Activist convicted for satirical caricature of prime minister


Activist and artist Fahmi Reza was convicted and sentenced to a month’s jail and fined RM30,000 (USD 7,600) on 21st February 2018. This was for posting a clown caricature of the prime minister Najib Razak on social media and criticising him for his involvement in a corruption scandal involving billions of dollars.

He was prosecuted under the Communications and Multimedia Act which has been systematically misused to criminalise online criticism or satire against the government. National human rights organization, Suaram, has documented at least 38 cases in 2017 where the law has been used to prosecute individuals for online criticism of the authorities or royalty.

Sedition Law

On 22nd February, the Malaysian Federal Court gave the government leave to appeal the Court of Appeal’s landmark ruling in November 2017 that Section 3(3) of the Sedition Act was unconstitutional and a violation of the constitutional right to freedom of speech. Under Section 3(3), the prosecution does not have to prove that a person had intended to commit sedition, only that their remarks or actions had seditious tendency. However, the Court of Appeal found that this did not meet the test of proportionality and that there was no valid justification for the section, considering that even cases of more heinous crimes still require proof of intention.

The use of the sedition law has skyrocketed since the 2013 general elections to harass, detain and prosecute government critics including human rights defenders, lawyers and opposition politicians.

Travel Ban

On 29th November the High Court decided to maintain the travel ban on political cartoonist Zunar (full name Zulkiflee Anwar Ul Haque). The ban, in place since June 2016, is part of a campaign of judicial harassment against Zunar for his satirical cartoons that are sharply critical of the government. Zunar is also facing nine counts of sedition for his tweets in 2015 criticising the judiciary.

Proposed legislation against 'fake news'

Human rights organisations have raised concerns about proposed legislation to curb "fake news". The government has said that the new law was necessary as "fake news could potentially threaten the country’s political stability, undermine public order and disrupt national security" but critics fear it is being rushed through so it can be used to stifle dissent before the general elections due to be held before August 2018.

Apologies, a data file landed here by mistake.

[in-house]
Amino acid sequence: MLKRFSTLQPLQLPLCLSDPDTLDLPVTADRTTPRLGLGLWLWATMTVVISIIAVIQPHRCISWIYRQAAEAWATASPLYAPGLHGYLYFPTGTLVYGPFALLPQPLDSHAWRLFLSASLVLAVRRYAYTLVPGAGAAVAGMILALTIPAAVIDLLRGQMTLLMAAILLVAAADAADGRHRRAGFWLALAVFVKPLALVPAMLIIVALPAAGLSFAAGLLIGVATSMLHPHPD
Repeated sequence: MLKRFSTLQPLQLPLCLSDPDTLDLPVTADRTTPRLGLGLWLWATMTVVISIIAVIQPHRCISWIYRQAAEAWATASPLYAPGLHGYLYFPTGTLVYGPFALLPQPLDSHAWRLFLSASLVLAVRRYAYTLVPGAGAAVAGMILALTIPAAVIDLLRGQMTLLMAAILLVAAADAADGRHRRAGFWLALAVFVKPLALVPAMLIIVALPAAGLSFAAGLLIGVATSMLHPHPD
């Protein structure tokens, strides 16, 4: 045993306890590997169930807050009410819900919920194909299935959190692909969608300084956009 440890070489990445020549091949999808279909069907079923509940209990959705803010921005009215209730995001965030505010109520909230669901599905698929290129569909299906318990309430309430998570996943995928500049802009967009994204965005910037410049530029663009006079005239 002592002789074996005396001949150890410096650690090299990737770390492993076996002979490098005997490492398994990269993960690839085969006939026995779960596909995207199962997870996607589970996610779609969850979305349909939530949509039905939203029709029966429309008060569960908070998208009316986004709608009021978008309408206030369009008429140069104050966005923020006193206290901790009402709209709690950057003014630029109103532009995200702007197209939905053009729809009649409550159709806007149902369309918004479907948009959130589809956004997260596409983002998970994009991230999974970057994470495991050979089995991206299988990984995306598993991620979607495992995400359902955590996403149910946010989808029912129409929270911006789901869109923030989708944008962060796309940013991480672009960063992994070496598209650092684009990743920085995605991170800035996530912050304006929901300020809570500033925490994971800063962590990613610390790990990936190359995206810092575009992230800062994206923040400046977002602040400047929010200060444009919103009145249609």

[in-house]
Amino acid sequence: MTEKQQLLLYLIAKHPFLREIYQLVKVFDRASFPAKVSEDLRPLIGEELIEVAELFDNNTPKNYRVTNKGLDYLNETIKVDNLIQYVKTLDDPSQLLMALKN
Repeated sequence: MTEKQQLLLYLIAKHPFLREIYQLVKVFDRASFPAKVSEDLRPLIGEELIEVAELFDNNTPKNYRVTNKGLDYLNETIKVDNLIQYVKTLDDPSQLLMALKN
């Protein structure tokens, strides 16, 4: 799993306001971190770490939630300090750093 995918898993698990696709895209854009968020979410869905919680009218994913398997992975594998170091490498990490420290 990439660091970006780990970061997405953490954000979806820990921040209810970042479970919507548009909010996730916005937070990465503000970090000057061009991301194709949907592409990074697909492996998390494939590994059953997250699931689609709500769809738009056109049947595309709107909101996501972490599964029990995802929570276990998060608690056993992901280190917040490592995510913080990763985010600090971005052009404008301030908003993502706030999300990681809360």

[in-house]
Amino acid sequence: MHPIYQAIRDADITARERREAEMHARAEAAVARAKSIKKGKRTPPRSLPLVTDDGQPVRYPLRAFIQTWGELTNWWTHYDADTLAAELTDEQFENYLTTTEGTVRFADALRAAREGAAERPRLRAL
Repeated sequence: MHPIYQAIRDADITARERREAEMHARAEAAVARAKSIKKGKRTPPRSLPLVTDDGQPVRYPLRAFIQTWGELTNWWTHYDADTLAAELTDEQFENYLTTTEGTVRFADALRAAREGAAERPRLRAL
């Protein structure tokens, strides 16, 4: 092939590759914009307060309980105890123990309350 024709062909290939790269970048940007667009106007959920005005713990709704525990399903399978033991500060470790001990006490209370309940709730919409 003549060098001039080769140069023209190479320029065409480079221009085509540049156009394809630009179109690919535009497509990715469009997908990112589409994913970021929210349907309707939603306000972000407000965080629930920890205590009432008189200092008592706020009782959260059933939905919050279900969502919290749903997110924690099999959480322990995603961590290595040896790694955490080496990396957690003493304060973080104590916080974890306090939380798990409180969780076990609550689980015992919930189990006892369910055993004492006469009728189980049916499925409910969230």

The head of Reporters Without Borders (RSF) Asia-Pacific desk criticised the proposal saying:

“It is not the government’s job to determine the truth of the reporting that is the product of journalistic work…parliament must roundly reject this bill because it contributes nothing new to the fight against the dissemination of deliberately false information and would pose an additional threat to media freedom, which is already drastically suppressed by existing laws. The concept of ‘fake news’ used in this bill is much too vague to be subject to such heavy penalties.”

Malaysia is ranked 144 out out of 180 countries in RSF's 2017 World Press Freedom Index.


Student Asheeq Ali Sethi Alivi failed in his bid to challenge the disciplinary action imposed on him for taking part in a rally against corruption in August 2016. The court of appeal dismissed his appeal on 22nd February 2018.

The peaceful rally was organised by a coalition of students and youth groups calling for the arrest of the person named “MO1” in a United States’ Department of Justice’s civil suit linked to the corruption scandal around the Malaysian state fund 1MDB. “MO1” is the acronym used in the DoJ’s suit for Malaysian Official Number 1 which is believed to be the Prime Minister Najib Razak.

Asheeq was fined RM200 (USD 50) and was suspended for one semester by the National University of Malaysia (UKM) for violating Section 15(3)(b) of the Universities and University Colleges Act 1971. The provision "prohibits a student of a university from doing anything to show sympathy or support, for any society, organisation, body or group which the board determined to be unsuitable to the interest and well-being of the students or the university."

Asheeq's lawyer had argued that Section 15(3)(b) of the Universities and University Colleges Act was unconstitutional because it prevented students from exercising their rights to freedom of speech and expression and to assemble peacefully.